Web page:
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[12] | Kamaliyah, Zulkardi. 2013. Developing the Sixth Level of PISA- Like Mathematics Problems for Secondary School Students. Journal Mathematics Education. Vol. 4 No. 1 January 2013, pp. 9-28 | ||

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[13] | Tessmer, Martin. 1993. Planning and Conducting Formative Evaluations. Philadephia: Kogan. | ||

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[14] | Sugiyono. 2011. Quantitative, Qualitative, and R&D Research Methods. Bandung. | ||

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[15] | Arikunto, S. 2013. Research Procedure: A Practical Approach. Jakarta: Rineka Cipta. | ||

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[16] | Kurniati, Intan. 2018. The Development of Student Worksheet Based on PISA to Improve Problem Solving Ability. American Journal of Educational Research. 2018, 6(11), 1581-1585. | ||

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[17] | Hake, RR. 1998. "Interactive-Engagement Versus Traditional Methods: A Six-Thousand-Student Survey of Mechanics Data Test for Introductory Physics Courses," American Journal of Physics, 66 (1). | ||

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[18] | Barniol, P and Zavala, G. 2016. "A Tutorial Worksheet to Help Students Develop the Ability to Interpret the Dot Product as a Projection," Eurasian Journal of Mathematics, Science & Technology Education, 12 (9). 2387-2398. | ||

In article | View Article | ||

[19] | Askois, A & Jailani. 2017."Effectiveness of Worksheet with Problem Solving Approach," Proceeding: International Seminar on Innovation in Mathematics and Mathematics | ||

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[20] | Haruehansawasin, S and Kiattikomol, P, "Scaffolding in Problem Based Learning for Low-Achieving Learners," The Journal of Educational Research. | ||

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[21] | Charmila, Ninik. 2016. PISA Model Mathematics Development Using the Jambi Context. Journal of Educational Research & Evaluation. Volume 20, No. 2, Dec 2016 (198-207). | ||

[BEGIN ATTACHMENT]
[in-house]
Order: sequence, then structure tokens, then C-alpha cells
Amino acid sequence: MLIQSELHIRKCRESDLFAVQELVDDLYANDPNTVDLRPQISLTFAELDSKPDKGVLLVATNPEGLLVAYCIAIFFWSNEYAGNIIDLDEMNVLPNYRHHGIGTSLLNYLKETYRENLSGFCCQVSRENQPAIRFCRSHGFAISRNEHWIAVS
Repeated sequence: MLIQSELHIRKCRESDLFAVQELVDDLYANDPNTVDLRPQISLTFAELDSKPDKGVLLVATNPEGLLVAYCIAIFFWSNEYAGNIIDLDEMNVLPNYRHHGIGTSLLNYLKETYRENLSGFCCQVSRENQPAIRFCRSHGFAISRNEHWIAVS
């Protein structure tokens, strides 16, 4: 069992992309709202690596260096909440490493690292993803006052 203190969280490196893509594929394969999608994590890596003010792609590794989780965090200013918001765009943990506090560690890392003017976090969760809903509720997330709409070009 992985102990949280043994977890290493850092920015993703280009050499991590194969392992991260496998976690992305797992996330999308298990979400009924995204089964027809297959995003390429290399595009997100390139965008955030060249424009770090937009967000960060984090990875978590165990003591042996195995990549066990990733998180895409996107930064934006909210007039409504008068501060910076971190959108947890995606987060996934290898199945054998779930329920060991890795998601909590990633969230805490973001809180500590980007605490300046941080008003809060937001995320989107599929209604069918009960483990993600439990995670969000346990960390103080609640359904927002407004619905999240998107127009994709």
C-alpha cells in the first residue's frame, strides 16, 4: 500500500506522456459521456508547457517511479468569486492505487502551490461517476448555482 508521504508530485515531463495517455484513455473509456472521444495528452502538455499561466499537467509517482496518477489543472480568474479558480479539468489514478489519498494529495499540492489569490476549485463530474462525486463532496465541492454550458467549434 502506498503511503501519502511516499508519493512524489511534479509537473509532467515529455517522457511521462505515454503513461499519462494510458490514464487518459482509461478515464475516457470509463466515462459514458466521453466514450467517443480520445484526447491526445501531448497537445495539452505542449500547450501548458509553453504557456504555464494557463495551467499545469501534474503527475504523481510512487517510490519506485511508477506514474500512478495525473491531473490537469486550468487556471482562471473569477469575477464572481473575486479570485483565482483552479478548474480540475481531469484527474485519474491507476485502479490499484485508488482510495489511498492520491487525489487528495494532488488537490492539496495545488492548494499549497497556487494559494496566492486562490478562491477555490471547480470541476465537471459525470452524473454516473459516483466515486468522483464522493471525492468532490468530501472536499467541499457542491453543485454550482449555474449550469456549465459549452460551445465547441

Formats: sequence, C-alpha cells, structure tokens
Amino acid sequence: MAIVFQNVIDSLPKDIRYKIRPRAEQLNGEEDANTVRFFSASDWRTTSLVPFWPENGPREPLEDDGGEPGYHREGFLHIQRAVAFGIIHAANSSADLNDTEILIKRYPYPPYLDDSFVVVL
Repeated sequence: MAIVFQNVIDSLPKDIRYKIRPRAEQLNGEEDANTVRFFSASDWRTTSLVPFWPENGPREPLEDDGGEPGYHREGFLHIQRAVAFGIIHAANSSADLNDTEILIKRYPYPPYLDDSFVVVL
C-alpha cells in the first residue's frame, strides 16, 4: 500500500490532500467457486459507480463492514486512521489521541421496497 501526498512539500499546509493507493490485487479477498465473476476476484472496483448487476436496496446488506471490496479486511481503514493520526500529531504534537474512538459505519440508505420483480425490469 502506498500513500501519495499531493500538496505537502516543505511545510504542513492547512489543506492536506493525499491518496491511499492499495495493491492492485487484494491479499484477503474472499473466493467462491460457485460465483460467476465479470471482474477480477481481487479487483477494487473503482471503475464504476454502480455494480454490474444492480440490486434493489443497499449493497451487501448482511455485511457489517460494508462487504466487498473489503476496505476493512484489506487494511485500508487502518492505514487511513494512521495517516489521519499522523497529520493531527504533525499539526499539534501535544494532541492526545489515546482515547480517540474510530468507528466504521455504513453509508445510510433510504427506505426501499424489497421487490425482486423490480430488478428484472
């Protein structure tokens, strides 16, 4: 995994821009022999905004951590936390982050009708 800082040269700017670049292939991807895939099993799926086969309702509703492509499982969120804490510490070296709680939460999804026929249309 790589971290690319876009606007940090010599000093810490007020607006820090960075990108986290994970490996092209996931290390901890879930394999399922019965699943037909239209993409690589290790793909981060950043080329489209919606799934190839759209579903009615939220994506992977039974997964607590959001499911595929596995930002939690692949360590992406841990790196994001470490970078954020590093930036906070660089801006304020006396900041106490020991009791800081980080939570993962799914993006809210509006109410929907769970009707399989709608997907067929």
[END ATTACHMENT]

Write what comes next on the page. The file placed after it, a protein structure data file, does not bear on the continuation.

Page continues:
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[22] | Naimah, K.2016. Effectiveness of Solution-Based Mathematics Worksheets Problems, Muhammadiyah University Surakarta, Surakarta. | ||

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Published with license by Science and Education Publishing, Copyright © 2019 Chrisna Sinaga, KMS. Amin Fauzi and Izwita Dewi

This work is licensed under a Creative Commons Attribution 4.0 International License. To view a copy of this license, visit http://creativecommons.org/licenses/by/4.0/

Chrisna Sinaga, KMS. Amin Fauzi, Izwita Dewi. The Development Instrument Test of PISA and Student Worksheet (*LKPD*) with Shape and Space Content Using RME Approach to Improve the Mathematic Representation Ability of High School Students. *American Journal of Educational Research*. Vol. 7, No. 12, 2019, pp 957-965. http://pubs.sciepub.com/education/7/12/10

Sinaga, Chrisna, KMS. Amin Fauzi, and Izwita Dewi. "The Development Instrument Test of PISA and Student Worksheet (*LKPD*) with Shape and Space Content Using RME Approach to Improve the Mathematic Representation Ability of High School Students." *American Journal of Educational Research* 7.12 (2019): 957-965.

Sinaga, C. , Fauzi, K. A. , & Dewi, I. (2019). The Development Instrument Test of PISA and Student Worksheet (*LKPD*) with Shape and Space Content Using RME Approach to Improve the Mathematic Representation Ability of High School Students. *American Journal of Educational Research*, *7*(12), 957-965.

Sinaga, Chrisna, KMS. Amin Fauzi, and Izwita Dewi. "The Development Instrument Test of PISA and Student Worksheet (*LKPD*) with Shape and Space Content Using RME Approach to Improve the Mathematic Representation Ability of High School Students." *American Journal of Educational Research* 7, no. 12 (2019): 957-965.

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[1] | Novita, R & Niawati. 2016. The Application of Contextual Approach in Geometry Cubes and Blocks in 8^{th} Grade Junior High School. Numeracy. Volume 3 No 1 pp 36-49. | ||